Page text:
Still Luring (Shady) Investors


Anyone doubting that the oil spill has a variety of international implications has a reminder from the good folks at Dow Jones.

Zawya Dow Jones is reporting out of Dubai that Libya’s investment group is considering a “strategic stake” in BP to take advantage of the company’s historically low share price. One of the upsides, says one expert, is the “know how” a stake might include. BP responds that it’s not selling assets, but welcomes new shareholders.

They (of course) have some history. For example, Dow Jones also reports that “… BP and its Libyan partner, the Libya Investment Corp., or LIC, in May 2007 signed an exploration and production deal with NOC [or Libyan National Oil Company] worth at least $900 million for the onshore Ghadames and offshore Sirt areas, covering an exploration area of around 54,000 square kilometers.”

This should serve as a reminder that BP is not just another company but is one of the world’s largest and most profitable corporations. It also reminds us that the oil spill has effects that go even beyond the human health and economic challenges that threaten to bankrupt the oil giant – or at least it’s North American companies. We should remember that BP has global impact on oil supplies, which means it has a global strategic role … and we should expect that company leadership will eventually leverage that influence, along with its economic impacts and anything else they can think of.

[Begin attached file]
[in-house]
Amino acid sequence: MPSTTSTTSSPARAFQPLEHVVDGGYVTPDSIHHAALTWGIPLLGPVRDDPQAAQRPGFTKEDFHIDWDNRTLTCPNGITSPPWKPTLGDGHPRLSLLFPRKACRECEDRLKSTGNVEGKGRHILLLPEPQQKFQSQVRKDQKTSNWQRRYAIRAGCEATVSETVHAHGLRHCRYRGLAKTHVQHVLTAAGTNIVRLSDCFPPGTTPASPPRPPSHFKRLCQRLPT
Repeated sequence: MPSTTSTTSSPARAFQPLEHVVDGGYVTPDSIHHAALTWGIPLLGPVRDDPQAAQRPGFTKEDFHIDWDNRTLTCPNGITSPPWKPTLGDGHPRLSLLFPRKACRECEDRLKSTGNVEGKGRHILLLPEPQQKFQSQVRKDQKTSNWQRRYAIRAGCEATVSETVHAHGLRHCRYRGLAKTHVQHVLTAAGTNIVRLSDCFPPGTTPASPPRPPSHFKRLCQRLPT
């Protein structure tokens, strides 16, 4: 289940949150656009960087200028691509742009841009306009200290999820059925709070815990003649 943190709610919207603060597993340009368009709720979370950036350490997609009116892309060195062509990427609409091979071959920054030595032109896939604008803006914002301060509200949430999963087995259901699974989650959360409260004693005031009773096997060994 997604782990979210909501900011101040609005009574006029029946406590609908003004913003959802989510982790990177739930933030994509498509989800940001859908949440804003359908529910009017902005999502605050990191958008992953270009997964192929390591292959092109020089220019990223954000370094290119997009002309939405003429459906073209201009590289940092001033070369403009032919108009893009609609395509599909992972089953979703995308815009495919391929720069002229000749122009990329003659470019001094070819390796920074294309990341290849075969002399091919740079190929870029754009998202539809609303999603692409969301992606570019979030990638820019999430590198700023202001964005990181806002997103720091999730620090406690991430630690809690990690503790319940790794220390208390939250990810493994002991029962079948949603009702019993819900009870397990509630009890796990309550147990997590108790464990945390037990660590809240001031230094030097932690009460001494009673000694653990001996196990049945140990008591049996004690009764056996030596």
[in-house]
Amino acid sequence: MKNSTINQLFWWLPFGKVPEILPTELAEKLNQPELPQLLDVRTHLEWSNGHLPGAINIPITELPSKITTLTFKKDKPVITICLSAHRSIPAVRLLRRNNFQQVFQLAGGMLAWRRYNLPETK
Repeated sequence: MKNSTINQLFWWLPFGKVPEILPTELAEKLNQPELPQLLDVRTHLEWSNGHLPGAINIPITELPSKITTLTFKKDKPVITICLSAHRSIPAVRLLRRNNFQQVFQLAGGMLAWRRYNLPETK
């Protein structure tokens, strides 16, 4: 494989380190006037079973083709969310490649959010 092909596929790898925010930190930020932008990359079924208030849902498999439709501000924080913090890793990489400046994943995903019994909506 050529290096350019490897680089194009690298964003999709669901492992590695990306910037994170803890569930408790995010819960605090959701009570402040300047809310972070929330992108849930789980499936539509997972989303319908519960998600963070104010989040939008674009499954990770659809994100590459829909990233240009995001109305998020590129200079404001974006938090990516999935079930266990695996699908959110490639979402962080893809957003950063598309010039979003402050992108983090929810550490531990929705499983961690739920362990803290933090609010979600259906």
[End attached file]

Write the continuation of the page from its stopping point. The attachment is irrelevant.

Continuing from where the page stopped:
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Stuart H. Smith is an attorney based in New Orleans fighting major oil companies and other polluters.
Cooper Law Firm

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